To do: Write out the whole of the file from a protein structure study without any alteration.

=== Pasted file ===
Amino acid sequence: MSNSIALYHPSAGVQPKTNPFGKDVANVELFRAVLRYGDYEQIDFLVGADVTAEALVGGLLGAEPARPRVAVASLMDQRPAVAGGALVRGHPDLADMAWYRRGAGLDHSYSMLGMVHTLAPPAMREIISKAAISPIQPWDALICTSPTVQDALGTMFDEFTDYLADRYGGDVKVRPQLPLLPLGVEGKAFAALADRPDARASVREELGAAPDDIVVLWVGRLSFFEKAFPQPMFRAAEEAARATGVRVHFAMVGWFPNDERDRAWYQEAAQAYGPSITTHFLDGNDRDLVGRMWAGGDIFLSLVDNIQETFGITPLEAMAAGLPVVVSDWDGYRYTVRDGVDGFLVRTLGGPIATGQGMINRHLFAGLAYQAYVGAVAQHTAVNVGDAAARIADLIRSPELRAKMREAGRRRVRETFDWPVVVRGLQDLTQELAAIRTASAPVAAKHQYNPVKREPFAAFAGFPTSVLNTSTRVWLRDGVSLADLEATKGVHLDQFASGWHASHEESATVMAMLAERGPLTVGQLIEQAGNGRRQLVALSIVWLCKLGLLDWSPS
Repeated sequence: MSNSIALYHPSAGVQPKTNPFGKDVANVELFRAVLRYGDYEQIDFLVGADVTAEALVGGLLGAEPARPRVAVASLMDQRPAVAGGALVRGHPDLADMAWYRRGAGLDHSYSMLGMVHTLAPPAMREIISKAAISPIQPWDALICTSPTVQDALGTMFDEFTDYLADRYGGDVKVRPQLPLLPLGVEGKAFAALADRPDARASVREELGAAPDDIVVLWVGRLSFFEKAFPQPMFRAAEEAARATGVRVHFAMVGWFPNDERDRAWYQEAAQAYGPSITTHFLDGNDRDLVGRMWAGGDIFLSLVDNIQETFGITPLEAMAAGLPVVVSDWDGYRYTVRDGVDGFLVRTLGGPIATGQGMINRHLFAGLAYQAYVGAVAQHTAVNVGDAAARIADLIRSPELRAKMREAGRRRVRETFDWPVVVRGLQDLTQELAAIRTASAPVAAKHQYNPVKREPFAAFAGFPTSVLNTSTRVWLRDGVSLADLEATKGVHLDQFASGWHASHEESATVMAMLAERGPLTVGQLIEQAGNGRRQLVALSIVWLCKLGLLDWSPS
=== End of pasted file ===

Amino acid sequence: MSNSIALYHPSAGVQPKTNPFGKDVANVELFRAVLRYGDYEQIDFLVGADVTAEALVGGLLGAEPARPRVAVASLMDQRPAVAGGALVRGHPDLADMAWYRRGAGLDHSYSMLGMVHTLAPPAMREIISKAAISPIQPWDALICTSPTVQDALGTMFDEFTDYLADRYGGDVKVRPQLPLLPLGVEGKAFAALADRPDARASVREELGAAPDDIVVLWVGRLSFFEKAFPQPMFRAAEEAARATGVRVHFAMVGWFPNDERDRAWYQEAAQAYGPSITTHFLDGNDRDLVGRMWAGGDIFLSLVDNIQETFGITPLEAMAAGLPVVVSDWDGYRYTVRDGVDGFLVRTLGGPIATGQGMINRHLFAGLAYQAYVGAVAQHTAVNVGDAAARIADLIRSPELRAKMREAGRRRVRETFDWPVVVRGLQDLTQELAAIRTASAPVAAKHQYNPVKREPFAAFAGFPTSVLNTSTRVWLRDGVSLADLEATKGVHLDQFASGWHASHEESATVMAMLAERGPLTVGQLIEQAGNGRRQLVALSIVWLCKLGLLDWSPS
Repeated sequence: MSNSIALYHPSAGVQPKTNPFGKDVANVELFRAVLRYGDYEQIDFLVGADVTAEALVGGLLGAEPARPRVAVASLMDQRPAVAGGALVRGHPDLADMAWYRRGAGLDHSYSMLGMVHTLAPPAMREIISKAAISPIQPWDALICTSPTVQDALGTMFDEFTDYLADRYGGDVKVRPQLPLLPLGVEGKAFAALADRPDARASVREELGAAPDDIVVLWVGRLSFFEKAFPQPMFRAAEEAARATGVRVHFAMVGWFPNDERDRAWYQEAAQAYGPSITTHFLDGNDRDLVGRMWAGGDIFLSLVDNIQETFGITPLEAMAAGLPVVVSDWDGYRYTVRDGVDGFLVRTLGGPIATGQGMINRHLFAGLAYQAYVGAVAQHTAVNVGDAAARIADLIRSPELRAKMREAGRRRVRETFDWPVVVRGLQDLTQELAAIRTASAPVAAKHQYNPVKREPFAAFAGFPTSVLNTSTRVWLRDGVSLADLEATKGVHLDQFASGWHASHEESATVMAMLAERGPLTVGQLIEQAGNGRRQLVALSIVWLCKLGLLDWSPS